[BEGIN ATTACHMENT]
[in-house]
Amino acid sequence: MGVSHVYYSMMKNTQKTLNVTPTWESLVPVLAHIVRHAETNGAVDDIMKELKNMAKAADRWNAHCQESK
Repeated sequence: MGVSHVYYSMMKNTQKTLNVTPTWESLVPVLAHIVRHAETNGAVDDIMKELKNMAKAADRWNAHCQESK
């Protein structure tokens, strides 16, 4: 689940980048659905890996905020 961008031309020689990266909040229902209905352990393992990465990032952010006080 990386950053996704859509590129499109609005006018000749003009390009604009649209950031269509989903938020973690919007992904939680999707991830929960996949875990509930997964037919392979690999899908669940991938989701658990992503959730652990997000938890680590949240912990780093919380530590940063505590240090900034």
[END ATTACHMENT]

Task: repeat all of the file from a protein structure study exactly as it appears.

[in-house]
Amino acid sequence: MGVSHVYYSMMKNTQKTLNVTPTWESLVPVLAHIVRHAETNGAVDDIMKELKNMAKAADRWNAHCQESK
Repeated sequence: MGVSHVYYSMMKNTQKTLNVTPTWESLVPVLAHIVRHAETNGAVDDIMKELKNMAKAADRWNAHCQESK
């Protein structure tokens, strides 16, 4: 689940980048659905890996905020 961008031309020689990266909040229902209905352990393992990465990032952010006080 990386950053996704859509590129499109609005006018000749003009390009604009649209950031269509989903938020973690919007992904939680999707991830929960996949875990509930997964037919392979690999899908669940991938989701658990992503959730652990997000938890680590949240912990780093919380530590940063505590240090900034």